How Kingston Used its EPF Grant Dollars–and Advice from the Grant Writers

This Q&A is with Kingston Assistant Planner Kyla DeDea, one of the grant writers for Kingston’s successful EPF Round 13 grant application.

What was the work Kingston needed grant money for?

Kyla DeDea: The City of Kingston applied to hire a professional tree service to conduct a street tree and parkland inventory. The inventory included trees within the street rights-of-way and improved areas of Kingston’s Parks. The inventory also included identification of existing stumps to be removed and identified planting sites for future tree installations. We felt that adding these additional items to the inventory was important to assist in making informed decisions on where to plant new trees.

After being awarded and receiving quotes for the inventories, we were able to utilize the remaining funds to complete a Tree Management Plan. Both the inventories (July 2018) and the management plan (Sept 2018) were done by ArborPro. This was a great benefit to be able to complete both plans under the same grant. It put the City of Kingston in the position to be able to apply for funds to do much needed tree maintenance.

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Prospect Park’s EPF Grant Yields Superb Tree Management Plan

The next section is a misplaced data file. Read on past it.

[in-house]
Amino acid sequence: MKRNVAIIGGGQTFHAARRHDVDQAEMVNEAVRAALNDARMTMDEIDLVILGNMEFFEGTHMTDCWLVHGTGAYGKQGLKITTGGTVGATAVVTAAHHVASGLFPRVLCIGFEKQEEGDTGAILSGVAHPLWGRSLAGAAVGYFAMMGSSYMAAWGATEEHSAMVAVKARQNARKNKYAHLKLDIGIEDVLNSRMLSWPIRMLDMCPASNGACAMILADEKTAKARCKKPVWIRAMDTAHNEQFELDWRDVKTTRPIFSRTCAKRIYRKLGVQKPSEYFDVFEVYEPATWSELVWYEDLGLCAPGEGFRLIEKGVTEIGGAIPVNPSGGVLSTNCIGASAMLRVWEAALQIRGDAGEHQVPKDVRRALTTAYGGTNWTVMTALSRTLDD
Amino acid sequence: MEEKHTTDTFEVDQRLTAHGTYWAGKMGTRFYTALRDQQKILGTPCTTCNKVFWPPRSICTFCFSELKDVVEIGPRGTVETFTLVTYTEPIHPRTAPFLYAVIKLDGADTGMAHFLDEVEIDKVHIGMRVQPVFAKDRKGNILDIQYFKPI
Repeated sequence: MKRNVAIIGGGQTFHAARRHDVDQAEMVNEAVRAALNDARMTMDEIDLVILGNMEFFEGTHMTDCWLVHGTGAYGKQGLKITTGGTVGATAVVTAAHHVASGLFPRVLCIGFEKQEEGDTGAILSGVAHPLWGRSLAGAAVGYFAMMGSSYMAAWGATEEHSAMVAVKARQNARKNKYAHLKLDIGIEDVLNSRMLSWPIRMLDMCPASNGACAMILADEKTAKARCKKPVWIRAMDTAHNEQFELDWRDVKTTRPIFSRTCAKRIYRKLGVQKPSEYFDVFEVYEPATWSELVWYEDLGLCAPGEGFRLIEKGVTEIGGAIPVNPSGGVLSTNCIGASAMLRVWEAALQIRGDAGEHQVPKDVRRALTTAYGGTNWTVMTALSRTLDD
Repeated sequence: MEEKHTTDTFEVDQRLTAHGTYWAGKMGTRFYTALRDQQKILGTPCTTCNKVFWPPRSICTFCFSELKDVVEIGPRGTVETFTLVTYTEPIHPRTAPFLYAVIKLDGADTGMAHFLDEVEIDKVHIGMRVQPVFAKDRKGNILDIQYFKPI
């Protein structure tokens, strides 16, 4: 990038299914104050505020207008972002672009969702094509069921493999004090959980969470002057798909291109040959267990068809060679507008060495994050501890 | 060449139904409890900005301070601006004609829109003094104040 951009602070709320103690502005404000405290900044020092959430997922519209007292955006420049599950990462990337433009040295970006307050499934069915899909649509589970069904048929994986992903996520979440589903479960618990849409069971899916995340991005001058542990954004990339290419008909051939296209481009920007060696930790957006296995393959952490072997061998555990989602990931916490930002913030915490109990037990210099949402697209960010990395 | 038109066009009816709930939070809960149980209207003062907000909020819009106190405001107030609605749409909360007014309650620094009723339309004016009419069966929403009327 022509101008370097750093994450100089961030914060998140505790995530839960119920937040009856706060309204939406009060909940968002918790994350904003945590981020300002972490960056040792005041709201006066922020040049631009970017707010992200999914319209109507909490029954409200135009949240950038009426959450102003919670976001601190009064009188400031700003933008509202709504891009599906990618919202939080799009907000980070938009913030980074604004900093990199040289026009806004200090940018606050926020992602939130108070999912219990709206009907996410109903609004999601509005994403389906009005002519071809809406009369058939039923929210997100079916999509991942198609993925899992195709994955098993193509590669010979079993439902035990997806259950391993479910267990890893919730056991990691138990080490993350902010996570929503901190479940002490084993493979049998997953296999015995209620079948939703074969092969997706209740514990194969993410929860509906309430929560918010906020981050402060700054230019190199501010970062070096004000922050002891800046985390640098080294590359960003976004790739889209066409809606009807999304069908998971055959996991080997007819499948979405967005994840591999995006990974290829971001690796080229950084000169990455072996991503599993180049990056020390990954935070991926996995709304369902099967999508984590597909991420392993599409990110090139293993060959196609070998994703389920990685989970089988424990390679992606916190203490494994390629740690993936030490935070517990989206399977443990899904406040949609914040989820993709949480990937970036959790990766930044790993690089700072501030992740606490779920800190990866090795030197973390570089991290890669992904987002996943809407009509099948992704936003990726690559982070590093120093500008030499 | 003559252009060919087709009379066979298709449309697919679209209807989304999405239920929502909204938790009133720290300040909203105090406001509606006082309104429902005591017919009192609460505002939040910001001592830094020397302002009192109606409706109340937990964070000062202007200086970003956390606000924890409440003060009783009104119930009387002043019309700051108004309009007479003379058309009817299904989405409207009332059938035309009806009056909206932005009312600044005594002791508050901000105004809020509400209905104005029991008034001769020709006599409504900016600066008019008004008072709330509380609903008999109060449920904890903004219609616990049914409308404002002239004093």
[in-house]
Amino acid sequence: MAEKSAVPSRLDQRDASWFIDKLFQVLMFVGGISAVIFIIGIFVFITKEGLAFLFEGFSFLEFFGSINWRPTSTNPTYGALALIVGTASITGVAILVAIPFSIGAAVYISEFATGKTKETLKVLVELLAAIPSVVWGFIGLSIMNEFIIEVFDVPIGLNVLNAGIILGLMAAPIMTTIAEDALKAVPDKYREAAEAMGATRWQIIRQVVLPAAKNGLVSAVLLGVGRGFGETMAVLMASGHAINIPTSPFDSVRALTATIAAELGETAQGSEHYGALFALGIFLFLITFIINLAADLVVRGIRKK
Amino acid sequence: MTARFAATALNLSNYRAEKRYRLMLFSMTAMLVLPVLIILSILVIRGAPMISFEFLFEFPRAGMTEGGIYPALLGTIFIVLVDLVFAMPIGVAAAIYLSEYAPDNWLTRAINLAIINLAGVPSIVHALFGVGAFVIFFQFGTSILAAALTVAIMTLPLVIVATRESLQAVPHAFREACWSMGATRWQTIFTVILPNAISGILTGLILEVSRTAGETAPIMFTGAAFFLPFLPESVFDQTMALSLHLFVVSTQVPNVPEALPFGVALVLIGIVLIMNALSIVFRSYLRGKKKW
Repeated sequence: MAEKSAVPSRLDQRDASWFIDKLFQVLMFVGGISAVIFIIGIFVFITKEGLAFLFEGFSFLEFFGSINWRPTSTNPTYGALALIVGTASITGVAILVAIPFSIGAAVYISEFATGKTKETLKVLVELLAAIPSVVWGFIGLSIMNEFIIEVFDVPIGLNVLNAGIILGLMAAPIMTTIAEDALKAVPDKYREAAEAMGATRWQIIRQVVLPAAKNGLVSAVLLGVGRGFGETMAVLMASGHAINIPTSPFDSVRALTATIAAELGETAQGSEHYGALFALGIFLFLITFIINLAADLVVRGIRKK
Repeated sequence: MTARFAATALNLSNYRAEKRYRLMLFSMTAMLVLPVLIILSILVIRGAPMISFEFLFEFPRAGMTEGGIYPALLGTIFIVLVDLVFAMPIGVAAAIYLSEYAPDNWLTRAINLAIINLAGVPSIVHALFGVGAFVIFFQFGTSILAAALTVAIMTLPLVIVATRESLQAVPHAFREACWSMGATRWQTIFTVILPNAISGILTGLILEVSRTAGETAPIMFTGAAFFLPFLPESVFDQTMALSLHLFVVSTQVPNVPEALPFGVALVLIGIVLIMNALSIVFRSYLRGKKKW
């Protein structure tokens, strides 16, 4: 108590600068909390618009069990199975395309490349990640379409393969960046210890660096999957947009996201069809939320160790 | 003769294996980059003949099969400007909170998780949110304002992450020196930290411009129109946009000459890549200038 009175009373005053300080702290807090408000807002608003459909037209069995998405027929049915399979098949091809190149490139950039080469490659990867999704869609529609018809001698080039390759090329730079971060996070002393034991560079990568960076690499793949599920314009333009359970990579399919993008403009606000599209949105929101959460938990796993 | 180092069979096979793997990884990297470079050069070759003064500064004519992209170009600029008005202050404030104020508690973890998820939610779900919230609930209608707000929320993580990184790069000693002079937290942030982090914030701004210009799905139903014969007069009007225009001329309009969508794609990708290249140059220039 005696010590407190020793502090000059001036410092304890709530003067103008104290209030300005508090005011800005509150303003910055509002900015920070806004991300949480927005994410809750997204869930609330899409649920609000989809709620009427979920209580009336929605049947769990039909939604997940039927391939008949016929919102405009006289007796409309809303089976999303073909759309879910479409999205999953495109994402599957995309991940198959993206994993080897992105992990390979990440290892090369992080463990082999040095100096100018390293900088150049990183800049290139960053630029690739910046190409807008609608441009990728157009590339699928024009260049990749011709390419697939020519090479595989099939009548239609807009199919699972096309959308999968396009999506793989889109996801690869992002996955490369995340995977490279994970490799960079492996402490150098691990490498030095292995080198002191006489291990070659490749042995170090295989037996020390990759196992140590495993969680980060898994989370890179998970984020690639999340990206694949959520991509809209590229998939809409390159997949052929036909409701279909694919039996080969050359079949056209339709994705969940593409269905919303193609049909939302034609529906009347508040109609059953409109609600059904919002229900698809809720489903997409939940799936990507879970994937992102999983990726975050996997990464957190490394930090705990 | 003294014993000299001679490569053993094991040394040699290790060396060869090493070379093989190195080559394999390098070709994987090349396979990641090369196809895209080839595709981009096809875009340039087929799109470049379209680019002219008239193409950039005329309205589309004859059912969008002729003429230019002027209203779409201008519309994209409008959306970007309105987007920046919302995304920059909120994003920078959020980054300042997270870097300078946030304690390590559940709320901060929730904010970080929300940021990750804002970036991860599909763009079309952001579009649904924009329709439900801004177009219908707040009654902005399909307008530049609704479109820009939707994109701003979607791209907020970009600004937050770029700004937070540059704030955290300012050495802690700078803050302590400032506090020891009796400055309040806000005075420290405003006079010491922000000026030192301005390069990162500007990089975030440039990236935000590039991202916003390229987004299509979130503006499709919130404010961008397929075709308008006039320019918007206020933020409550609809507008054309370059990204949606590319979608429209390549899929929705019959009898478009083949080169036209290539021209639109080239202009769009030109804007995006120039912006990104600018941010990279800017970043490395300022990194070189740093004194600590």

Image by Elizabeth Jeegin Colley for the Prospect Park Alliance

Round 15 of the Environmental Protection Fund grants for urban forestry related activities will open later in 2019. Here on the blog, we continue to showcase work that emerged from successful grants and give advice to future applicants from the folks behind those successful grants.

Prospect Park contains Brooklyn’s largest indigenous forest and sustains more than 10 million visits a year. Its 536 acres include woodland, lawn, wetlands, lake, meadow, zoo, ice rink, athletic fields, and more. It’s managed by the Prospect Park Alliance in collaboration with NYC Parks. Prospect Park Alliance Director of Landscape Management John Jordan had several key roles to play in the preparation of the Alliance’s grant application for Environmental Protect Fund monies, grants that are managed and allocated by NYSDEC.